Last month, a developer demonstrated how millions of hotel room locks, which should open only to the appropriate keycard, could be hacked in a relatively easy manner. What Forbes describes as an "epic security bug" is fixable, but the lock maker is being criticized for now charging its customers for the equipment to do so.
Forbes reports that Cody Brocious, with only $50 worth of parts to complete the break-in, demonstrated at the July Black Hat security conference that Onity locks were not secure. The company has said it would be issuing by the end of the month two ways to fix the locks. One of the fixes is more rigorous than the other but comes with a "nominal fee" or "special pricing programs." Forbes notes shipping and labor for the lock upgrades would be incurred by the customer as well.
Here is more specifically what Onity said in a statement:
The deployment of this second solution, for HT series locks, will involve replacement of the control board in the lock. For locks that have upgradable control boards, there may be a nominal fee. Shipping, handling and labor costs to install these boards will be the responsibility of the property owner. For locks that do not have upgradable control boards, special pricing programs have been put in place to help reduce the impact to upgrade the older model locks.
Brocious wrote last week in a blog post that while Onity has taken "a step in the right direction," there are still many issues with both the company's update and the cost it plans to direct toward customers. First, here are Brocious' problems with the update itself:
This is not really a security issue, but it is a credibility and honesty issue. I feel it's very deceptive to say to customers "we are preparing a firmware update" when you really mean that you're preparing a hardware update. They may be changing the firmware on the lock, but to make use of this, customers are required to replace the whole main circuit board.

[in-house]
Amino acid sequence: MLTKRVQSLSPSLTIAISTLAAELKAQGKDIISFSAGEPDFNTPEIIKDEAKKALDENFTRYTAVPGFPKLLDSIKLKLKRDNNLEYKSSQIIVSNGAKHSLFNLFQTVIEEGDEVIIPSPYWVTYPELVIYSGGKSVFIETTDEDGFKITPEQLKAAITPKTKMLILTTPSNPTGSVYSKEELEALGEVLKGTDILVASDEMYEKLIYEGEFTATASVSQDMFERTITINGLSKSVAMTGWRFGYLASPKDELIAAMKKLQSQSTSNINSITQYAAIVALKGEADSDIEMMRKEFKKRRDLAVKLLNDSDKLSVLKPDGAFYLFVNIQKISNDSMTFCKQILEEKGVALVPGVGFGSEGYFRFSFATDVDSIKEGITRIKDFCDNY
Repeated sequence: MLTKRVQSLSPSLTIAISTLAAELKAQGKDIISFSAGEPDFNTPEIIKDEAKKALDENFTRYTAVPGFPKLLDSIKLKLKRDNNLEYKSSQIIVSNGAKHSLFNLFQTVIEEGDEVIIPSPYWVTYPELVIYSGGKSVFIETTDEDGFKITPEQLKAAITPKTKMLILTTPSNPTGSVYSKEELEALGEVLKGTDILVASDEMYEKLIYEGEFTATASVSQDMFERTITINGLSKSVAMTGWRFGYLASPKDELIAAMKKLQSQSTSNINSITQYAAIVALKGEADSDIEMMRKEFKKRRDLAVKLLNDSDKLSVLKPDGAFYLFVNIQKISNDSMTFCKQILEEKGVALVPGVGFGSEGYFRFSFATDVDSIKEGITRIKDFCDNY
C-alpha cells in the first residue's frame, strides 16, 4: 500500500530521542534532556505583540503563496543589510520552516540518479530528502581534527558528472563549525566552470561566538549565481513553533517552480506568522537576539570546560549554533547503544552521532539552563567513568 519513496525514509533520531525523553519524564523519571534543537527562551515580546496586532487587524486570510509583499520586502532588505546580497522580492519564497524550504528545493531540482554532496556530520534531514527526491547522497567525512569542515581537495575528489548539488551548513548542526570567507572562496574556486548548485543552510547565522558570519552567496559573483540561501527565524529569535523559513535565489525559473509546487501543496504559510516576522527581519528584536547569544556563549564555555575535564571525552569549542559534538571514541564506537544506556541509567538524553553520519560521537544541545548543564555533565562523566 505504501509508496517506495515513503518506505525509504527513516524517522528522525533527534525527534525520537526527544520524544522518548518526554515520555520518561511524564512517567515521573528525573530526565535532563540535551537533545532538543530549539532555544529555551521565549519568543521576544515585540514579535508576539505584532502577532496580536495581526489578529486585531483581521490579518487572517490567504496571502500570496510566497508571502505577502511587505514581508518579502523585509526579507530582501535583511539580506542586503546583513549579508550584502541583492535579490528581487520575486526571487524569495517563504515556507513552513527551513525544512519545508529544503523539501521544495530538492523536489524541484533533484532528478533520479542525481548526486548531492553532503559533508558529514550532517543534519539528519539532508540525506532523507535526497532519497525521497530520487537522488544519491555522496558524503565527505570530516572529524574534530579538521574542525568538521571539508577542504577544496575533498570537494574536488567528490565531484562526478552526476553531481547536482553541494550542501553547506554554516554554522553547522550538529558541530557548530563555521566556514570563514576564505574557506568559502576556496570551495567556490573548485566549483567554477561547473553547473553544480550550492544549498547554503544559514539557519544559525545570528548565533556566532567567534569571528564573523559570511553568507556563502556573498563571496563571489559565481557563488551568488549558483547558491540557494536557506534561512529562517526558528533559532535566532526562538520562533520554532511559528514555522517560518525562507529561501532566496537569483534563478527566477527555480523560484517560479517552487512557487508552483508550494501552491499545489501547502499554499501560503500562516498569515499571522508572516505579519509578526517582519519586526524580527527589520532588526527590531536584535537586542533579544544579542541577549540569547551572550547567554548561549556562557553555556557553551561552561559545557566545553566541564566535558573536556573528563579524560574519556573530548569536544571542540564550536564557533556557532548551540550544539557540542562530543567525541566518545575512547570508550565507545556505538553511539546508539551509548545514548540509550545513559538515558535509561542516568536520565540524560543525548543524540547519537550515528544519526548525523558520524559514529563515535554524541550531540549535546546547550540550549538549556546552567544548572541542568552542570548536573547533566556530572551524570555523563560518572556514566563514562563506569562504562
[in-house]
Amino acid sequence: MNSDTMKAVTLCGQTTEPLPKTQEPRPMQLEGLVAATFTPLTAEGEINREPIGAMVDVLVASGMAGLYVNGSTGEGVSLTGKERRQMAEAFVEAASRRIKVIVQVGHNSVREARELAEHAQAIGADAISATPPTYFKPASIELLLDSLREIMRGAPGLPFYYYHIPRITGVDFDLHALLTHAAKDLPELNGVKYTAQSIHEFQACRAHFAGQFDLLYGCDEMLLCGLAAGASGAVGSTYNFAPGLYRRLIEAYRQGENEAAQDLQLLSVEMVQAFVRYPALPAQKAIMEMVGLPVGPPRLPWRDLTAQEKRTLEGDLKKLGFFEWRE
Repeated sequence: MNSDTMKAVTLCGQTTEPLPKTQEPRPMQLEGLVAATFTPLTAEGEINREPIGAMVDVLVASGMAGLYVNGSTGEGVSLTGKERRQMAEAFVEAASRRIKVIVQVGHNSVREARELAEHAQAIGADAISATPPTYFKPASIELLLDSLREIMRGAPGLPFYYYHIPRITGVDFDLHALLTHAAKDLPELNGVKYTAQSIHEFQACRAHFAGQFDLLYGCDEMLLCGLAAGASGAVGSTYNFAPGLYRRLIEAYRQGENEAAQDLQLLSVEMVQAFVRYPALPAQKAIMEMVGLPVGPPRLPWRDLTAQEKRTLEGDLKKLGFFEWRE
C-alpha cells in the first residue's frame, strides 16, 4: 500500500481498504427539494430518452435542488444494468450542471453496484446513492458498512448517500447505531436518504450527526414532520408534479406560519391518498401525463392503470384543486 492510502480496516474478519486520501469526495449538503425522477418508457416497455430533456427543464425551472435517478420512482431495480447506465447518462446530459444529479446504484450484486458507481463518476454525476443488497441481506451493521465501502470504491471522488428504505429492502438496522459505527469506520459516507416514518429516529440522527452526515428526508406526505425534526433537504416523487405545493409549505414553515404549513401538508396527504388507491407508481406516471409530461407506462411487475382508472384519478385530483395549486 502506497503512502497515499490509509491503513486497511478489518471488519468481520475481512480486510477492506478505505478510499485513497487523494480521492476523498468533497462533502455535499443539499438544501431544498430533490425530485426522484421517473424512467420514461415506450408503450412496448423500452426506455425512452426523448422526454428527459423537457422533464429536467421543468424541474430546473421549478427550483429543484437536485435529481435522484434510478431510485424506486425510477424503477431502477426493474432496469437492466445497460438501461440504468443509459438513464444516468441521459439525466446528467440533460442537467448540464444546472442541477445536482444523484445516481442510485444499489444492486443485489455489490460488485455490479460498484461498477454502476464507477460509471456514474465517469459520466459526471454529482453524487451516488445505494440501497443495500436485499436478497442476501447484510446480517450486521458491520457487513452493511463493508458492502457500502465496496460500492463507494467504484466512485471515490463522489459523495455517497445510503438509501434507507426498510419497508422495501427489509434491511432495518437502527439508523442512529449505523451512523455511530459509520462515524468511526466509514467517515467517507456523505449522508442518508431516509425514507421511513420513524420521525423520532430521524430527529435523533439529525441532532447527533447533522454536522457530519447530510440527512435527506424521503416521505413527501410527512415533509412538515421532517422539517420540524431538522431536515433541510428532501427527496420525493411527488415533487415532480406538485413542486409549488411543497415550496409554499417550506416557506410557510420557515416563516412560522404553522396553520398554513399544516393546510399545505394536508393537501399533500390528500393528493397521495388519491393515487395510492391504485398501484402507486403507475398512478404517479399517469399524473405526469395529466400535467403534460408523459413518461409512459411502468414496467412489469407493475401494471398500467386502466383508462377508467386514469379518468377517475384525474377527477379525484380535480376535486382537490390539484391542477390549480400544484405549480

At BlackHat, I announced two vulnerabilities: an arbitrary memory read and initial work into their flawed cryptography for key cards. The important thing to keep in mind is that neither of these sit in isolation; the arbitrary memory read happens as part of the protocol between the portable programmer and the lock, and the crypto is flawed between the encoder and the lock.
As such, I cannot imagine a fix for both of these issues which does not consist of replacing not only the lock circuit boards, but that of the portable programmer and the encoder.
Brocious writes that because he hasn't seen or tested the update, his thoughts on it are "speculation based on my knowledge of their system and the vulnerabilities in question. Although he hopes his speculation is wrong and that they could fix it in the manner they describe, he says this is "highly doubtful."
As for the "nominal fee" and other costs that Onity implies will be put on the customer, Brocious writes that from an ethical point of view he believes Onity has a responsibility to its customers to provide them with the fix that ensures security of the locks:
Even if this were to cost only $5 per lock (between the hardware itself, shipping, and installation), at 4-10 million locks in the wild that means a cost of $20-50MM to the hotel industry as a whole; this will not be insignificant, given that the majority of hotels are small and independently owned and operated.
Brocious assumes, given the cost, some hotels will choose not to update their locks, leaving "customers in danger."
Who do you think should be responsible for paying for the lock upgrade? Let us know in the comments below.